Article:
Who is one of your academic heroes and why do you admire them?

I don‘t really have any academic heroes. I find that heroes tend to let you down. But two people whom I have found consistently helpful over the years are Walter Brueggemann and Stephen Pattison.
Brueggemann’s focus on the importance of the text and the way that the text reveals to us a new world, not just within the pages of the bible, but prophetically within the every dayness of our lives has been a constant reminder for me of the centrality and the deeply practical nature of the bible for the practice of being a disciple. Brueggemann helps me to see that the bible is a place to find wisdom an not just rules. We live in a time when the world needs such wisdom.
The other person that has had a big influence on me is Stephen Pattison. Stephen is a British practical theologian who has done some fascinating and seminal work in practical theology in terms of theory, method and practice. It was Stephen that really taught me the importance of practically oriented critical thinking and how any meaningful theology needs to take seriously the breadth and difference of God’s people. He opened my mind to the transforming voice of the silenced, and gave me a really important foundation for my earlier and indeed some of my later work.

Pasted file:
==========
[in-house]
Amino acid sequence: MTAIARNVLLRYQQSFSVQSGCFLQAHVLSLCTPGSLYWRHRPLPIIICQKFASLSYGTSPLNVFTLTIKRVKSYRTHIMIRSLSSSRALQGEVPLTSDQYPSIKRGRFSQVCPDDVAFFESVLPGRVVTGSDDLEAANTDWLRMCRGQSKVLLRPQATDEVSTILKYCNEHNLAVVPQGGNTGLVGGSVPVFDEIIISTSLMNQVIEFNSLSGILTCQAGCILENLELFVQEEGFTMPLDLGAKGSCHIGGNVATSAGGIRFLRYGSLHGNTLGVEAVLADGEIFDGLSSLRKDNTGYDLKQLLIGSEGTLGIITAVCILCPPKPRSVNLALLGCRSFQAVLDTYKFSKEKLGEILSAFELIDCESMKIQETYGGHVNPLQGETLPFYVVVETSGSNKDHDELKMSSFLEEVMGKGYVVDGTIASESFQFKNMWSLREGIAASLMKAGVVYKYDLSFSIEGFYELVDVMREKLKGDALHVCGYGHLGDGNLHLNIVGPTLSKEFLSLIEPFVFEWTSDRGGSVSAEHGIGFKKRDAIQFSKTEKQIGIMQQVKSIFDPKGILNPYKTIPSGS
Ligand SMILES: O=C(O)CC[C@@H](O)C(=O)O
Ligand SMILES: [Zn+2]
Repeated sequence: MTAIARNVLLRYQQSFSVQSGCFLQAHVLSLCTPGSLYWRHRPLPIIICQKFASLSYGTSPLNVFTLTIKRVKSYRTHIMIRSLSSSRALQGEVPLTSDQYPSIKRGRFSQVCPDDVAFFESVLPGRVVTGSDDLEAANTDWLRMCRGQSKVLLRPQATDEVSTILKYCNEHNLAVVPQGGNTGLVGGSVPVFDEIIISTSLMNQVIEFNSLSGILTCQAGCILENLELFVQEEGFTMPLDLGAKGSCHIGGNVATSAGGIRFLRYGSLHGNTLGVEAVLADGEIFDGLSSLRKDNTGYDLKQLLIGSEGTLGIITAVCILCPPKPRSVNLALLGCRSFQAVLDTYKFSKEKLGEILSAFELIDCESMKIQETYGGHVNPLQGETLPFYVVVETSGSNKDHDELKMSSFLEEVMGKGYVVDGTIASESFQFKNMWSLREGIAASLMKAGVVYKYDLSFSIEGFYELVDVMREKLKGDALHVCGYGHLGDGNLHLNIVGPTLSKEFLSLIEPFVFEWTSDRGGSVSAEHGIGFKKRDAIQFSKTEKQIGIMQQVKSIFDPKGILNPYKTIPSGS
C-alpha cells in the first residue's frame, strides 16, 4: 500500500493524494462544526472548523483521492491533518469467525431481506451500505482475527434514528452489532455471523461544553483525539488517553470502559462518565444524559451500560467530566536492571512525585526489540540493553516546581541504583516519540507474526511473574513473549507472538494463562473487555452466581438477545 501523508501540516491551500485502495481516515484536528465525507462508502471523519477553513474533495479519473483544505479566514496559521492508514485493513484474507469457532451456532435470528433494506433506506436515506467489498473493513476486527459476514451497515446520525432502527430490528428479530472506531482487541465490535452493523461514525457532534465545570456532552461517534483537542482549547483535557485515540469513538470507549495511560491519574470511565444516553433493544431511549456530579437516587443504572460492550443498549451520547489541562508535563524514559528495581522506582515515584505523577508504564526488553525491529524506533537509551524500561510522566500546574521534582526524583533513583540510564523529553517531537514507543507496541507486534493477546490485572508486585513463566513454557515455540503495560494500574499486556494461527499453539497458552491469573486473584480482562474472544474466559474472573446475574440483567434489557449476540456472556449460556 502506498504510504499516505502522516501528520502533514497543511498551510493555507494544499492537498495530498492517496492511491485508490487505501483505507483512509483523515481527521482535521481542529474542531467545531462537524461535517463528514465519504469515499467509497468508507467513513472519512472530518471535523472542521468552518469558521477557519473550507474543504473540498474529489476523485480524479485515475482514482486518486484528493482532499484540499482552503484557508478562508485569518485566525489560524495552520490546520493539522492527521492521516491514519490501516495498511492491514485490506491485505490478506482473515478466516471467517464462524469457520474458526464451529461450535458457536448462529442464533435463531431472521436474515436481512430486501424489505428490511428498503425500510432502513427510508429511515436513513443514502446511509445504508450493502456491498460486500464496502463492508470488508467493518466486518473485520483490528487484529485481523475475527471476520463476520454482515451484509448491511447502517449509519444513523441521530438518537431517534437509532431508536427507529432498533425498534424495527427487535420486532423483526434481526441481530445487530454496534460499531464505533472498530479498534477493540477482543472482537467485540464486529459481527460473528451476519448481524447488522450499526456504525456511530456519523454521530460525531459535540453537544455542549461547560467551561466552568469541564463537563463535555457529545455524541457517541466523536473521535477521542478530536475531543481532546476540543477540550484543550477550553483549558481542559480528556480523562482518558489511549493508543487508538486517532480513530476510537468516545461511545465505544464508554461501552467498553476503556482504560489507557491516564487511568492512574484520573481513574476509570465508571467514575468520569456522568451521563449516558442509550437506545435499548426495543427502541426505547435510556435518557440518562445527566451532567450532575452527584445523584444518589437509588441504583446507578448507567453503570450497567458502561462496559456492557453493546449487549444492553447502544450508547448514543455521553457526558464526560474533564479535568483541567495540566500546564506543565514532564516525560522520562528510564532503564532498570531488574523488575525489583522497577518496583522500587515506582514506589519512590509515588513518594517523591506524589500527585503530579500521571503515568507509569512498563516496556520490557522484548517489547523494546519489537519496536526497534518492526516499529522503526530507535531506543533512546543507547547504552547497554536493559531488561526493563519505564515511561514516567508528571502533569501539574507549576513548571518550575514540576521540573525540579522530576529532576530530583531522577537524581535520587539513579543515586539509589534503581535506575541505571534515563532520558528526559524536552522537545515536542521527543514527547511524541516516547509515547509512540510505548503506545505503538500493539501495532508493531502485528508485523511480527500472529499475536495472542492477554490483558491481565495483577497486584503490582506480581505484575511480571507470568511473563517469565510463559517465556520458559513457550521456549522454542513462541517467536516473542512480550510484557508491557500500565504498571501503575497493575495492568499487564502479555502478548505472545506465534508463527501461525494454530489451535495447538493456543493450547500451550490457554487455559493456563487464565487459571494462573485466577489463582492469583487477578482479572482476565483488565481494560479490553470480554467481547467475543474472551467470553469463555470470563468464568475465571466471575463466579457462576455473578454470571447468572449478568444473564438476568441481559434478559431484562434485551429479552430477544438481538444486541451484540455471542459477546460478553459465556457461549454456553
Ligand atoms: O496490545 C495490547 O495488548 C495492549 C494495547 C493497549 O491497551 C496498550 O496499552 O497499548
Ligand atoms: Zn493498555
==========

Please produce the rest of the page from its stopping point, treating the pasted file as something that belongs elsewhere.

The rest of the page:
What books were formative for you when you were a student? Why were they so important and shaping?

Stephen Pattison’s book A Critique of Pastoral Care opened up my thinking to the politics of pastoral care and the entrenchment of caring practices in psychology rather than theology. That book also brought home to me the need for a committed public theology that runs alongside of compassionate theologically oriented pastoral care.
The second book that influenced me greatly was David Bosch’s Transforming Mission: Paradigm Shifts in Theology of Mission. Bosch’s work opened up the important connection between mission and the other theological disciplines, tasks and practices of the church. As well as deeply influencing how I think about mission, he also helped me to see the importance of paradigm shifts for change, and the ways in which radical change requires new ways of thinking and importantly, that not everyone is going to be on your side when you push for change. Bosch also taught me not to be scared of big books!